Michigan State University College of Human Medicine Department of Family Medicine

by Abigail Gizinski

Like so many others, I started medical school with the broad goal of “helping people”. I love working with and learning about people from all walks of life, and decided to pursue a career in medicine so I could have a tangible skill set that would make me a useful member of any community I found myself in. I thrive on the challenge to understand things deeply and fully believe that a good physician needs to be a champion of lifelong learning, always seeking new things to learn and new ways to serve their patients. Throughout medical school, I have sought an avenue for practicing medicine which brings all of these things together, and in the past three years have discovered that family medicine is a perfect place to help me achieve this goal. As the primary liaison between a patient and the medical community, I will need to know each patient personally so that I am better equipped to advocate for them. I want to provide a space for each of my patients to feel known and cared for because I believe this is the environment where people get the best possible care.

In the past few years, I have struggled with conflicting ideas about what my medical practice would look like someday. I have always been interested in primary care, but would I like the fast-paced and high-acuity setting of a hospital? Perhaps I could continue my interest in research by finding a spot in an academic center? Could I be happy taking care of kids all day, or would I miss the complexity of noncompliant older adults with ten different comorbid conditions? My time on clerkships has shown me that there are bits of everything that I like too much to give up for the rest of my career. The more I learn about full-scope family practice, the more I realize that this would give me the perfect blend of everything I love about medicine – a chance to be thoroughly involved in the health of my patients, and to walk with them and advocate for them in all stages of life.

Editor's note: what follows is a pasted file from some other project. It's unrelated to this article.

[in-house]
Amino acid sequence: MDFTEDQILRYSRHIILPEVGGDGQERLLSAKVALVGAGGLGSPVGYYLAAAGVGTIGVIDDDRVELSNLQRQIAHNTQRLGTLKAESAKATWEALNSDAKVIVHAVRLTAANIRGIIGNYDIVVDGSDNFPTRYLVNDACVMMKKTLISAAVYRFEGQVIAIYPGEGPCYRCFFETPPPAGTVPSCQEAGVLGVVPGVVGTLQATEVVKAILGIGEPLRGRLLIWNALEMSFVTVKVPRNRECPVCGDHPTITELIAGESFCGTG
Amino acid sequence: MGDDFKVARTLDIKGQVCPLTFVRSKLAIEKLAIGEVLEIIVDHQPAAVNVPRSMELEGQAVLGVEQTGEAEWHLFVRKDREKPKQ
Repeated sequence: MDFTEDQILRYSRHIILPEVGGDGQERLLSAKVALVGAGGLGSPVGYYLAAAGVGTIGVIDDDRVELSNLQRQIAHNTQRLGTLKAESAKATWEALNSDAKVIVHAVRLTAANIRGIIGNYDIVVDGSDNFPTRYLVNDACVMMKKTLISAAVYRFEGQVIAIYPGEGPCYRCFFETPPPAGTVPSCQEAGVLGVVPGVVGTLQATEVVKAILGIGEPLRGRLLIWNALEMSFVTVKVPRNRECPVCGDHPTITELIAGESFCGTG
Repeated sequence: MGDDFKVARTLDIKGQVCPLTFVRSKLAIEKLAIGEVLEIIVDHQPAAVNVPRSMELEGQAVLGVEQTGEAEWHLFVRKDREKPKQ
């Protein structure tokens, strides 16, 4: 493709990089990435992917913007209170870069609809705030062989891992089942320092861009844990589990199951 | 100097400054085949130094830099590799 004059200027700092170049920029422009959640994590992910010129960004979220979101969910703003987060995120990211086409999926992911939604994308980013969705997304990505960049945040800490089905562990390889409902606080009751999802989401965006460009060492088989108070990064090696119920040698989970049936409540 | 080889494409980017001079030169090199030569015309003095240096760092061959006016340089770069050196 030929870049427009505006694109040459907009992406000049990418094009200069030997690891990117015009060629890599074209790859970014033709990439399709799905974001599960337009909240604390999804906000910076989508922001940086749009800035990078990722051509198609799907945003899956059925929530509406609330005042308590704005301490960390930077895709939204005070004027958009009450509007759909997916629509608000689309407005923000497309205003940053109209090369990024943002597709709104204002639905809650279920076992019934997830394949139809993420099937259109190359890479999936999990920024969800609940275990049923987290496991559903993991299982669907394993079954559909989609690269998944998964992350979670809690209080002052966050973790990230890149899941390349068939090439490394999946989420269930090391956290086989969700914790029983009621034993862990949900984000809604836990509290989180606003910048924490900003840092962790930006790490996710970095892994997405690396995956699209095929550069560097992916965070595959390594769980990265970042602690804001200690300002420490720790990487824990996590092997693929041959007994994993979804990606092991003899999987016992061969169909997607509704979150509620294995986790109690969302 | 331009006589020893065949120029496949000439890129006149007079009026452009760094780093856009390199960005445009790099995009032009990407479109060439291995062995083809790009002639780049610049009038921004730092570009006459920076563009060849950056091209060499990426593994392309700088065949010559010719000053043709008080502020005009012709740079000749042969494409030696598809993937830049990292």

In my short time on this earth thus far, I have learned that “underserved” patients can present in a thousand different ways. While on medical service trips to Malawi and Haiti, “the underserved” were the people who could not access medical care for themselves or their families, either because of geographic distance or prohibitive expense. We were able to meet that need by bringing health care directly to them, using donor-funded supplies and volunteer manpower to make sure they got the medical treatment they needed in a place that was convenient for them. During the summer before medical school, when I was a counselor at a service-oriented camp for high school students, “the underserved” became teenagers trying to reconcile who they were with who they wanted to become. My coworkers and I worked tirelessly to reach out to them and demonstrate that they could be known and still loved, and that they had infinite worth and potential that had yet to be realized. In my Early Clinical Experience, I was placed at an urban community clinic where “the underserved” included refugees and people struggling with substance use who found themselves living on the streets of Grand Rapids, sometimes wearing only flip-flops and raincoats to shelter them from a Michigan snowstorm. In my role as a temporary medical assistant, I was able to help the staff take extra time with patients to make sure their social needs were also addressed, including a staff-run food and clothing pantry in the attic for any patient who had nowhere else to turn.

As part of my Rural Community Health certificate program through CHM, I have been able to immerse myself more deeply in rural communities where access to health care is not an issue on paper but becomes a huge problem in practice. This is the “underserved” population that I want to serve after medical school. I want to have a personal connection with the patients I see every day, and I want to provide a place where they can be known and appreciated by an entire staff of community members who want the best for them. Most of all, I want my perspective of the world to be challenged every day by the patients I see and the problems they face. With limited access to specialists making it even more important for patients in rural areas to have high-quality comprehensive care from their primary care providers, I want to train in a place that will give me experience with all specialty fields and allow me to put that into practice by managing my own panel of complex patients each week. The idea of being able to reach out and serve “the underserved” is exactly what drew me to medicine so many years ago, and I am confident that TIP would give me the skills, knowledge, and supportive networking community to serve the underserved population of rural Michigan well for the rest of my career.